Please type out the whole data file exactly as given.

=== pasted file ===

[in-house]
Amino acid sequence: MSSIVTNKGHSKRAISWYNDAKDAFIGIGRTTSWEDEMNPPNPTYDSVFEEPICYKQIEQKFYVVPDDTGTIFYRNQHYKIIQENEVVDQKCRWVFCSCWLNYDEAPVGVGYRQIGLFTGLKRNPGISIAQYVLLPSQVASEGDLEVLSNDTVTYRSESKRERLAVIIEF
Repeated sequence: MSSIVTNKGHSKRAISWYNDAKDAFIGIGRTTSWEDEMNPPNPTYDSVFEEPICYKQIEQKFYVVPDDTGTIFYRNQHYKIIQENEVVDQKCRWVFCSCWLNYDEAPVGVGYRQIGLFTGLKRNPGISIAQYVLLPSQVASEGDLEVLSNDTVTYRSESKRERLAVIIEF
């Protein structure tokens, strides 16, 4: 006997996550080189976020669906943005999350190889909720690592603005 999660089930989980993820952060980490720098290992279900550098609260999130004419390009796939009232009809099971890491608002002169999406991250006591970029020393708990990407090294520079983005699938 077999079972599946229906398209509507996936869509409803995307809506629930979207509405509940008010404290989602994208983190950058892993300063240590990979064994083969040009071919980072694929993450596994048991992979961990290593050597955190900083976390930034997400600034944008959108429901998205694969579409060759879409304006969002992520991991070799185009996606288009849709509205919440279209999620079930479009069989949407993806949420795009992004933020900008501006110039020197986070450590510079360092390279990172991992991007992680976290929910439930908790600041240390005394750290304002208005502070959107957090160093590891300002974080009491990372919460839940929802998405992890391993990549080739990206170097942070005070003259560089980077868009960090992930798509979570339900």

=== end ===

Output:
[in-house]
Amino acid sequence: MSSIVTNKGHSKRAISWYNDAKDAFIGIGRTTSWEDEMNPPNPTYDSVFEEPICYKQIEQKFYVVPDDTGTIFYRNQHYKIIQENEVVDQKCRWVFCSCWLNYDEAPVGVGYRQIGLFTGLKRNPGISIAQYVLLPSQVASEGDLEVLSNDTVTYRSESKRERLAVIIEF
Repeated sequence: MSSIVTNKGHSKRAISWYNDAKDAFIGIGRTTSWEDEMNPPNPTYDSVFEEPICYKQIEQKFYVVPDDTGTIFYRNQHYKIIQENEVVDQKCRWVFCSCWLNYDEAPVGVGYRQIGLFTGLKRNPGISIAQYVLLPSQVASEGDLEVLSNDTVTYRSESKRERLAVIIEF
């Protein structure tokens, strides 16, 4: 006997996550080189976020669906943005999350190889909720690592603005 999660089930989980993820952060980490720098290992279900550098609260999130004419390009796939009232009809099971890491608002002169999406991250006591970029020393708990990407090294520079983005699938 077999079972599946229906398209509507996936869509409803995307809506629930979207509405509940008010404290989602994208983190950058892993300063240590990979064994083969040009071919980072694929993450596994048991992979961990290593050597955190900083976390930034997400600034944008959108429901998205694969579409060759879409304006969002992520991991070799185009996606288009849709509205919440279209999620079930479009069989949407993806949420795009992004933020900008501006110039020197986070450590510079360092390279990172991992991007992680976290929910439930908790600041240390005394750290304002208005502070959107957090160093590891300002974080009491990372919460839940929802998405992890391993990549080739990206170097942070005070003259560089980077868009960090992930798509979570339900």